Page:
You also talk a bit about how you have always been interested in working outside systems suggested around 12 tone equal temperament and exploring other systems of tuning. Can you talk a little bit more about where your interest in working outside those systems comes from and how it worked within the context of this new album?
I grew up (musically) in an environment of classical music rock, metal, jazz, and 20th-century minimalism which for the most part have strong roots in the 12 tone equal temperament, it gives things like harmonic movement or stasis meaning, as a consequence almost everything is predicated on the tuning system. It even affects orchestration and instrumentation techniques.
I’ve always been interested in the works of people who stepped away from that system be it French spectralists or artists inspired by the folk music of different regions of the world which don’t use the 12 tone equal temperament. It is a big challenge for anyone who grows up in a tradition entirely based on this type of equal temperament.
I started reading about 12th century Islamic music theorists and their systems of tuning and composition in the last year of high school through a musicology and ethnomusicology journal in Farsi called Mahoor Music Quarterly and was fascinated by their mathematical precision and all-encompassing theories of music. At the time I had no way of experimenting with them to hear how they actually sounded. The real break came later, around 2005-06 I finally had software synthesizers that could load different tunings. Using scala and learning about the online community around it made it easier than ever to test out how each tuning sounded, Now the challenge was to extract bits and pieces of useful techniques for using each tuning, I wasn’t interested in the historic or ethnomusicological side of things for my own music I didn’t want to write entirely in a system from a certain culture, although reading about them in that light give things the much-needed context.
I started developing personal techniques and making a tool kit of them. For this album I needed a certain resonance and muddiness in harmonies that happened naturally and was not made by sound processing, a kind of built-in murkiness, that’s how it started. I used a few old tetrachord divisions alongside very new ones (none of them by me by the way) . The trick was to get them to sound right together.
I like your description of using music as a vehicle to confront and deal with certain issues you are having and using music to create an imaginary space where you can work through those feelings and issues. It really ties into something I’ve thought a lot about recently and the power music and sound has to create these worlds, these moments that can not only be a form of escapism to take you somewhere new but also how it can do that for someone another world away and create connections that would never exist otherwise. With the new album, you were using your music to deal with these difficult dreams, but how do you hope listeners approach it and connect with it?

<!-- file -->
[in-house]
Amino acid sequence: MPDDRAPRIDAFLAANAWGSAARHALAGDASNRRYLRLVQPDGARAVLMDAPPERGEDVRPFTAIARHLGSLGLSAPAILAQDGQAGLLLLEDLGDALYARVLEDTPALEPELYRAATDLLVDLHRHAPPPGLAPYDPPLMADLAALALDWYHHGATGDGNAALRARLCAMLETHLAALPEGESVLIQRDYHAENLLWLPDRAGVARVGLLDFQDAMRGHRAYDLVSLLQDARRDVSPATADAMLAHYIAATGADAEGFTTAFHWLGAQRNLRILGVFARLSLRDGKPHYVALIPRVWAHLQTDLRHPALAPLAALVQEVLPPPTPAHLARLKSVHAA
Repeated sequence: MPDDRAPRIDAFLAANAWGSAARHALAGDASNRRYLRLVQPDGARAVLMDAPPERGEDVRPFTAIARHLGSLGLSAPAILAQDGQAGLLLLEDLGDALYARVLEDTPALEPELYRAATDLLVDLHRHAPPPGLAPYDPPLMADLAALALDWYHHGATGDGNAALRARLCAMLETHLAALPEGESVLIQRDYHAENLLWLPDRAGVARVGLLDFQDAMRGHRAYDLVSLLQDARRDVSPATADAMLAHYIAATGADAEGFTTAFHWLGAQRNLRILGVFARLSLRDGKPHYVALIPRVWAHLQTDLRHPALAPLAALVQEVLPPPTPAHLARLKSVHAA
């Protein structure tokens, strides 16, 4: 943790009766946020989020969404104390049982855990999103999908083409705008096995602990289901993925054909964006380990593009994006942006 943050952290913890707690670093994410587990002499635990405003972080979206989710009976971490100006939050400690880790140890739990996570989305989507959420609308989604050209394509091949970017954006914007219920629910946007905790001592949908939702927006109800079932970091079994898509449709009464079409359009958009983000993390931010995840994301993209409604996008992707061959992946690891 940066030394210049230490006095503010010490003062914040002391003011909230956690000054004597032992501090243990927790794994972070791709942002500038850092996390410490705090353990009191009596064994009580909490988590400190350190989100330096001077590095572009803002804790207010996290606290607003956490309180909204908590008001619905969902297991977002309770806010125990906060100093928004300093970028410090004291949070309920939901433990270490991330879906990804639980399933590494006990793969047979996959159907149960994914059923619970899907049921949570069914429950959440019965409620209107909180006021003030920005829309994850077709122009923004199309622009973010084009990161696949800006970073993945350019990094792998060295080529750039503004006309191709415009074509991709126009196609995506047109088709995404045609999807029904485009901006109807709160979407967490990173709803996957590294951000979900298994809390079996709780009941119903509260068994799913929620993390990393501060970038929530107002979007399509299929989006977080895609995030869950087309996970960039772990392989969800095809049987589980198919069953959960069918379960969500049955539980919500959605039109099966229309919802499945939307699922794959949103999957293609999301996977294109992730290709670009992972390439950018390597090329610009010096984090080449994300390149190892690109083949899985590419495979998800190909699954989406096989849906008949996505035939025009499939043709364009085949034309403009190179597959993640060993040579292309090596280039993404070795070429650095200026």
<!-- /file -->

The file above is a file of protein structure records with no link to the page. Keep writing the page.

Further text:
I hope, if it’s approached with enough patience, it can have the same function. I think listening carefully and composing have a lot in common especially on a level beyond technique. If you can commit yourself to carefully listening you might be able to think better about certain issues (no matter which, I don’t think artist’s beliefs about the subject come into play that much), or you’re able to construct certain worlds with much better clarity or at least a fresh perspective. I don’t think it would necessarily do that, but a lot of times that patience is rewarded. It happens to me when I listen to The Drift, for example, it conjures up so many feelings and images that I can’t bring up well on my own, those feelings put me in a certain headspace to think about issues that would have been grazed over if I was left to myself. My thoughts about those issues have had a lot of influence on me as a person each time. It’s about being open and patient.
A totally different project you have coming out soon is a longform piece on Moving Furniture’s Orphax Reworked boxed set. How did you get involved in the project and what was it like working with the Orphax material to create a whole new piece?
I met Sietse at a very small but awesome show I played in a town called Heerlen. I loved how he curated his label before we met and he was a super nice person so we stayed in touch. He sent me the idea the next year, I loved it. I’m always for this collective takes on an individual’s work that is more thorough than remixes you know?
It presented a challenge to me as I usually have some sort of harmonic material that I myself wrote and have a good idea how to develop, which didn’t exist here. I had to come up with a whole set of new ideas for it. This is one of the most technical of my works both in concept and execution. It’s architecture as music.
What kind of community of artists and supports do you have where you are at?
I’m lucky enough to be a part of a collective of artists called SET. We also organize events and hold an annual festival. I also run SEDA (on hiatus for the time being because of COVID) – a sound art space/project with the wonderful folks of Emkan a gallery in Tehran, both the staff and the artists are among the most supportive people, we have collaborations often, like A Mimesis of Nothingness which was done on a suggestion by Behzad who runs Emkan, in collaboration with Nooshin, a fantastic photographer who is one of their mainstays.
What is next for you?
I have some releases planned for the rest of 2021 and also 2022, a collaborative album with my friend SaffronKeira that’s coming on Denovali in late August.
For 2022 I have the most special plan, can’t reveal much but it’s 70+ minutes of music and it’s an interdisciplinary collaboration.
The rest are some commissions for dance, remixes, and an album I produced for a friend that will be released next year on Hallow Ground